Guide to language courses, resources, whakataukī, local place names and more...
To celebrate Te Wiki o te Reo Māori - Māori Language Week - 2016 and Shakespeare 400 the library has produced six posters featuring local young people and the words of Shakepeare translated into te reo Māori.
Ahakoa tōna iti, he koa totoa tonu.
And though she be but little, she is fierce
Moe hurihuri ai te pane mau karauna.
Uneasylies the head that wears the crown.
Me he kai o te aroha te puoro, whakatangihia tonutia.
If music be the food of love, play on.
Me he rangi koe nō Hine-Raumati?
Shall I compare thee to a summer's day?
Arohatia te nui, whakawhirinakitia te iti...
Love all, trust a few
Me aro koe ki a koe anō.
To thine ownself be true.
We have a bilingual Storytime - Reo Rua - at Ōtaki Library on the second Tuesday of every month.
Come to the library for stories both in English and Māori. Singing, music, rhymes and fun in both languages. Reo rua storytimes are for tamariki under 5 and are free!
Nau mai, haere mai.
Each month a member of the Heritage & Māori Collections team chooses a whakataukī (Māori proverb or saying) for display in the library.
An archive of past whakataukī, can be found here.
Kāpiti Coast District Libraries has Te Reo Māori names for its different branches and collections.
Kāpiti is an abbreviation of Te Waewae Kapiti o Tara rāua ko Rangitāne, and refers to the historical dividing line between the tribal lands of the Ngāi Tara and Rangitāne peoples. Below are some other local place names and their common translations:
|Kāpiti||joining (or boundary) place|
|Paekākāriki||hill of the parakeet|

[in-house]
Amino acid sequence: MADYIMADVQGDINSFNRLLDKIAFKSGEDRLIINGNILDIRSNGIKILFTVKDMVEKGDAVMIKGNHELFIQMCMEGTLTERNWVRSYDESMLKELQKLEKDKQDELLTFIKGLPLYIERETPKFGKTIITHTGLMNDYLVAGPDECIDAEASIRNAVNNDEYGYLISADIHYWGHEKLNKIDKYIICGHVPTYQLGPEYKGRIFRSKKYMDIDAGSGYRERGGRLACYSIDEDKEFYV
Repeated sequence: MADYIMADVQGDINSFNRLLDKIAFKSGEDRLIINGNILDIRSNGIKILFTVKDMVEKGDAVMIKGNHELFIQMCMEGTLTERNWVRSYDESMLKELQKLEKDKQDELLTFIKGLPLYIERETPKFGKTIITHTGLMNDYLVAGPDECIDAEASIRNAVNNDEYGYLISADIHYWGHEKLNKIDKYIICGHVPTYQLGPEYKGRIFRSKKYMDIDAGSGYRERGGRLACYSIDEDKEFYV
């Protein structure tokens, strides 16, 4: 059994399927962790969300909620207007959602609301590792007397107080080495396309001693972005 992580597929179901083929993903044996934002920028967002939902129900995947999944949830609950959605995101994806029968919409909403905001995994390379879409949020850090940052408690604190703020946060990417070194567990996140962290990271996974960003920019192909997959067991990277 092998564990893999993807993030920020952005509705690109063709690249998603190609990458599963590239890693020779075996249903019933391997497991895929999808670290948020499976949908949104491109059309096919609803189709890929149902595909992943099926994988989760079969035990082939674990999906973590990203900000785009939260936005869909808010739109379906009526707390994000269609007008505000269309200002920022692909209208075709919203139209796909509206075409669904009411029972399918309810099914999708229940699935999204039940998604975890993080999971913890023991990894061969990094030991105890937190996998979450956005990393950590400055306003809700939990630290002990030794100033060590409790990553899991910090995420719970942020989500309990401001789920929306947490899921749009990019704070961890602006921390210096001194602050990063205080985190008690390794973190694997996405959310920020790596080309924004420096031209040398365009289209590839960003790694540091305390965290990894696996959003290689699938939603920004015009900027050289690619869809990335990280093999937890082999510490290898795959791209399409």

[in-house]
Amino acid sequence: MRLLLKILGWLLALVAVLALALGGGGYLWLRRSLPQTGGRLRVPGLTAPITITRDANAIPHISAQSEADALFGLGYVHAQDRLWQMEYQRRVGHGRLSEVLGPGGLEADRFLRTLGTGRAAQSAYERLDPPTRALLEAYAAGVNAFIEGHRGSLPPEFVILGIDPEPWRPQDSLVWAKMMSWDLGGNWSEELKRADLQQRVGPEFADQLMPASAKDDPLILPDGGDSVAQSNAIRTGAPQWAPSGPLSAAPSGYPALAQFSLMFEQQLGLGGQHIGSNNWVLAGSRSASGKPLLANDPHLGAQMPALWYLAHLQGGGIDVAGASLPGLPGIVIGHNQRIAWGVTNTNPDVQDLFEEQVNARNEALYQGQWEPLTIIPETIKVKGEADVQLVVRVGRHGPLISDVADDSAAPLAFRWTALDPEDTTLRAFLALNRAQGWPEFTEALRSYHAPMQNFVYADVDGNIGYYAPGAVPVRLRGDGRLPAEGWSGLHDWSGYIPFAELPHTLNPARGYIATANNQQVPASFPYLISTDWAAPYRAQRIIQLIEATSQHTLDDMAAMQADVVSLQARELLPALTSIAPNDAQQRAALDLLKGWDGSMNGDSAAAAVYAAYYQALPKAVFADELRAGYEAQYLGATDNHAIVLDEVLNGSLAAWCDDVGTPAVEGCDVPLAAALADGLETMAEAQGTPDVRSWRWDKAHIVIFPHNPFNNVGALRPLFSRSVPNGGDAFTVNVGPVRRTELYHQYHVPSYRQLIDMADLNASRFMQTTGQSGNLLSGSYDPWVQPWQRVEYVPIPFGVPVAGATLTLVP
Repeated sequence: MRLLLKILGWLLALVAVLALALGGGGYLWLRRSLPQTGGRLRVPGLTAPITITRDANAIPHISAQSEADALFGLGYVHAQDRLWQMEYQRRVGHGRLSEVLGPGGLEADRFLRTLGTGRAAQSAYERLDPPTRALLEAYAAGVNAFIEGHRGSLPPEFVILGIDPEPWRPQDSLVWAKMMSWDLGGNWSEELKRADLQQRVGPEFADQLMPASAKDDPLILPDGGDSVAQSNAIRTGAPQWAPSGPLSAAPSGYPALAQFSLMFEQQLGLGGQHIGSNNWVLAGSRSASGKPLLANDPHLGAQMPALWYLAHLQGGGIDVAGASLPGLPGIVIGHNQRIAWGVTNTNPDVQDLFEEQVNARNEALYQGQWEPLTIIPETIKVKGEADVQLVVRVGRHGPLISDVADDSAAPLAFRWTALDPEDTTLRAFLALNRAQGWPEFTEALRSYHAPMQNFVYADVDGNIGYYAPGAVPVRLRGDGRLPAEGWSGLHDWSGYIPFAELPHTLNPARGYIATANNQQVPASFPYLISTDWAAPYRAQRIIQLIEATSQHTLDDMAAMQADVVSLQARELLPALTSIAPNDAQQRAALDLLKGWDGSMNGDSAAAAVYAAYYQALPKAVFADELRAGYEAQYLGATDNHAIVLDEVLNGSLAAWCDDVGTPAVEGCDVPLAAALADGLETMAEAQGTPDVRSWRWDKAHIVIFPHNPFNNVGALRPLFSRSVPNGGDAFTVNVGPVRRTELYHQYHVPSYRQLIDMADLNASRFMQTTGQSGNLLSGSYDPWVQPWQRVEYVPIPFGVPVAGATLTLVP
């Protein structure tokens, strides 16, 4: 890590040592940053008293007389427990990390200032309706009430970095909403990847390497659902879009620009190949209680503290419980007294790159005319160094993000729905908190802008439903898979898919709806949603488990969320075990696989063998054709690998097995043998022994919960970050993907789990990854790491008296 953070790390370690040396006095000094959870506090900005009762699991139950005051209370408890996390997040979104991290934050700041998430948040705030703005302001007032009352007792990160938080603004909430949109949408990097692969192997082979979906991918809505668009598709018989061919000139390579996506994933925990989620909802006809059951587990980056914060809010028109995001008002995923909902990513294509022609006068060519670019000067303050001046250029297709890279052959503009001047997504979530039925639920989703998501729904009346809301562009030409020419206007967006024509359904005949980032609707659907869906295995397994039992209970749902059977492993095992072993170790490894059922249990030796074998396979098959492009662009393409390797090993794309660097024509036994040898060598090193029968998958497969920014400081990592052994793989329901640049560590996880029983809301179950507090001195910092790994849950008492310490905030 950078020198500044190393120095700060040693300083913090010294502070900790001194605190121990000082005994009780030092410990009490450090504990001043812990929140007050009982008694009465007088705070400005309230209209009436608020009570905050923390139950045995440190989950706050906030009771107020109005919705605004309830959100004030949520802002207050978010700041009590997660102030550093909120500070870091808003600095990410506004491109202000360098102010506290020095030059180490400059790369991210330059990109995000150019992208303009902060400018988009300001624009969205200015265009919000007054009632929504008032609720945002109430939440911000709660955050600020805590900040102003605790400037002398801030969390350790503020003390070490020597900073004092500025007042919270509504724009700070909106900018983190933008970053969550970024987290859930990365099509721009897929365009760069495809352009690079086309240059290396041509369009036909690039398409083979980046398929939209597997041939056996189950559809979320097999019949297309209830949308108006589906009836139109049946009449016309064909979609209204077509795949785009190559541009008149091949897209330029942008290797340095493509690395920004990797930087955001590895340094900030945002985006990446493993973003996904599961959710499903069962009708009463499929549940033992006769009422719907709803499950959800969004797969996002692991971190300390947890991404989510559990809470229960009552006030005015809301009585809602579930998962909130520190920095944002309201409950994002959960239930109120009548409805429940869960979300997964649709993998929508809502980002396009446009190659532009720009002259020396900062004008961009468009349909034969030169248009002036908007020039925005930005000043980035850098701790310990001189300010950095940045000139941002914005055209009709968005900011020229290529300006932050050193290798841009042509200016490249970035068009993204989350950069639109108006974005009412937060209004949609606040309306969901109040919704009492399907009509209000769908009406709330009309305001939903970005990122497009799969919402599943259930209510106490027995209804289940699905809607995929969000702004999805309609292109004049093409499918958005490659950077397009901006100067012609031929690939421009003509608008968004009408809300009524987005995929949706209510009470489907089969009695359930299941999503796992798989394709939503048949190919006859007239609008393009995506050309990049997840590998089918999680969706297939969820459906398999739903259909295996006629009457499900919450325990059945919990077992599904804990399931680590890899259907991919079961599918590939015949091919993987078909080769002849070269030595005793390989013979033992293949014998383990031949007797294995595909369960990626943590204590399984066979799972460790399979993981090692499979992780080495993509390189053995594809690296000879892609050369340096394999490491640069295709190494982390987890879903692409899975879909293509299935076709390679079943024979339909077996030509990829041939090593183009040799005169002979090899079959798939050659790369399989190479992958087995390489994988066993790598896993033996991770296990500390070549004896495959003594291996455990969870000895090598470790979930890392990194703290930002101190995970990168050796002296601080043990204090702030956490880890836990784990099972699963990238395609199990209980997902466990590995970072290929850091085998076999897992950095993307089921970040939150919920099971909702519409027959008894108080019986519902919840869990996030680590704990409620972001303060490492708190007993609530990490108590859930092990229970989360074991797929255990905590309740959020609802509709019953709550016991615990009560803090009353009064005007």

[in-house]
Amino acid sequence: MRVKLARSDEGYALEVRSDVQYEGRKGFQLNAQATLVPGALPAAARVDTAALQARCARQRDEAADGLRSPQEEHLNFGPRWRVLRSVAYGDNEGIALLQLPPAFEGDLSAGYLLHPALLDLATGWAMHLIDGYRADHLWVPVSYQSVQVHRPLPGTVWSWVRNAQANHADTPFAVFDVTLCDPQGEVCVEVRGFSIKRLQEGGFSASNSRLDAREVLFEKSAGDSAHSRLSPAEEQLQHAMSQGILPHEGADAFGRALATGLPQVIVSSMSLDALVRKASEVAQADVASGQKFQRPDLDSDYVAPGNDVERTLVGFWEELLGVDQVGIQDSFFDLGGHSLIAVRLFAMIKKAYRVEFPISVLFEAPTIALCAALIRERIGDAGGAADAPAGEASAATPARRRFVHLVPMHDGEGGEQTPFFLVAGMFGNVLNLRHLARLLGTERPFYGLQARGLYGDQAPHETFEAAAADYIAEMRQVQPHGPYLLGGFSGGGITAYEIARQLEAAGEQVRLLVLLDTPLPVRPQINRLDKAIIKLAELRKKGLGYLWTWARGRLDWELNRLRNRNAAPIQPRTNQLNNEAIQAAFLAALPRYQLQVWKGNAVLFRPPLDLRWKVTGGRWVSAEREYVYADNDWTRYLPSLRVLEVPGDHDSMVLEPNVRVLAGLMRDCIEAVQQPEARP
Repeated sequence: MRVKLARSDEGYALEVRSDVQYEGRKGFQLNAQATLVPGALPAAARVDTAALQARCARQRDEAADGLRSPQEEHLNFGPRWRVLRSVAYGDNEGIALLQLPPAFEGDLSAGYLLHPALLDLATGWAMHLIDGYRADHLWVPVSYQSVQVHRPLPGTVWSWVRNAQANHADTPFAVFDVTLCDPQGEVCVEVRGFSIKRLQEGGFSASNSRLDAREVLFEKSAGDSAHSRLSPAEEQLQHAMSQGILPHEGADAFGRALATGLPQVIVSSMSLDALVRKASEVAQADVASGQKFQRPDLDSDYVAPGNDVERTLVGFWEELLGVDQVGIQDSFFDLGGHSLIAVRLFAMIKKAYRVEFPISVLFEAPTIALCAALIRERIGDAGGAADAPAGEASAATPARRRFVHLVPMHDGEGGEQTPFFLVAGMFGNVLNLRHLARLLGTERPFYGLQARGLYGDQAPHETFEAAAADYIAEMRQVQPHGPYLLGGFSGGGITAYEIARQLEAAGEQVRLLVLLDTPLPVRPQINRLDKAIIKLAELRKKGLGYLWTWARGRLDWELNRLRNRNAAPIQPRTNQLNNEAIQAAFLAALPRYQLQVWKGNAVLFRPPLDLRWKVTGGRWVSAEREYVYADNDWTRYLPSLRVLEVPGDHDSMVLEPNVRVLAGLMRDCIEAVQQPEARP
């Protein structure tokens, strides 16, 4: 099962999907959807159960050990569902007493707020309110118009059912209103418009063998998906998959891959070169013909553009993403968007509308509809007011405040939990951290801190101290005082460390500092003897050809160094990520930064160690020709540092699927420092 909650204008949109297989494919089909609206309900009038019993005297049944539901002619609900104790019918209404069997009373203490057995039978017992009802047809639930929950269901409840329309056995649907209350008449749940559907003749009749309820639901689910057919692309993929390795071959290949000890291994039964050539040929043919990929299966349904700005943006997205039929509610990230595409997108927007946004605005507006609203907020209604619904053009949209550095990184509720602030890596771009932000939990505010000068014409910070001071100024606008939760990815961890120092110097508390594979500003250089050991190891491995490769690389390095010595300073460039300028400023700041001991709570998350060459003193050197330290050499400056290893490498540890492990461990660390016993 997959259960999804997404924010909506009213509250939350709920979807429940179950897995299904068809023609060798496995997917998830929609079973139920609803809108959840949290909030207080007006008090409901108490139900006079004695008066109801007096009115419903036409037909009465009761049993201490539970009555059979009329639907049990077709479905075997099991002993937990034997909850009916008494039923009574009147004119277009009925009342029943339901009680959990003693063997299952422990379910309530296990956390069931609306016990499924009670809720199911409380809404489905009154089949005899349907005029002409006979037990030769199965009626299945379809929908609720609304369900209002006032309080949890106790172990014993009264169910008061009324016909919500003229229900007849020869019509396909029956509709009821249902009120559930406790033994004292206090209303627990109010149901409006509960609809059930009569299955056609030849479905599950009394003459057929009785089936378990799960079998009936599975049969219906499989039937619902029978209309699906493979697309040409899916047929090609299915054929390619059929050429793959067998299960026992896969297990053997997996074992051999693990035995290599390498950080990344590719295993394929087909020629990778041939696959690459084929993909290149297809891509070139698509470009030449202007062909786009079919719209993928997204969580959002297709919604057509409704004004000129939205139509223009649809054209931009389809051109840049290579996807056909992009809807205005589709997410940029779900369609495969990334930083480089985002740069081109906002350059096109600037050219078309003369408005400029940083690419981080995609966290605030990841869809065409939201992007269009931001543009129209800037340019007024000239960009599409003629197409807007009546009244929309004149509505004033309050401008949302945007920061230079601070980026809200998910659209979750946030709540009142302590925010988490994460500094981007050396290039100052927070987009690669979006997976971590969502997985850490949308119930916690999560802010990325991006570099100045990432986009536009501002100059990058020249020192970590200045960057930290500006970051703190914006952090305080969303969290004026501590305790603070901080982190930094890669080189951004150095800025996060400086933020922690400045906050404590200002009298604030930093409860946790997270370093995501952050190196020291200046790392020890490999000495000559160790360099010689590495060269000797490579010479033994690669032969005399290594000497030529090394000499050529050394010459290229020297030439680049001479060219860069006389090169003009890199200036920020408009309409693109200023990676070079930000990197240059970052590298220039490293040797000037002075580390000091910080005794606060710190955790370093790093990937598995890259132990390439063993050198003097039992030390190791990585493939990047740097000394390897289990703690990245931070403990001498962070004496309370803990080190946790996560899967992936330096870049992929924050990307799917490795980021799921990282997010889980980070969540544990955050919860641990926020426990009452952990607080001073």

|Paraparaumu||scraps from an earth oven|
|Ōtaihanga||place made by the tide|
|Reikōrangi||gate to heaven|
|Te Horo||the landslide|
|Ōtaki||place of sticking a staff into the ground|
|Horowhenua||the great landslide|
If you would like to know more about local place names you may want to read these books from our collection:
The New Zealand Gazetteer of Place Names (the Gazetteer) holds all official names for features within the New Zealand Geographic Board’s coverage. It also has other information, such as Māori place names that have macrons , Māori Pā names, Treaty of Waitangi Settlement names and useful links.
You may also be interested in the legend of Haunui-a-Nanaia an ancestor famous for naming various landmarks and tributaries along the western and southern parts of the North Island, including the rivers from Whanganui to Waikanae.
Kāpiti Coast District Libraries have started offering short Te Reo Māori courses at different branches throughout the year.
These provide an introduction to Te Reo in a friendly and relaxed setting. Click below to register your interest in future classes.
Below are some local providers offering Māori language courses:
You can also check out these online courses:
Te Reo Māori books: Scroll through a full list of our Māori language resources displayed in the gallery at the bottom of this page. Click on the cover image for further details.
Selected Resources from our collection:
Online dictionaries and translators: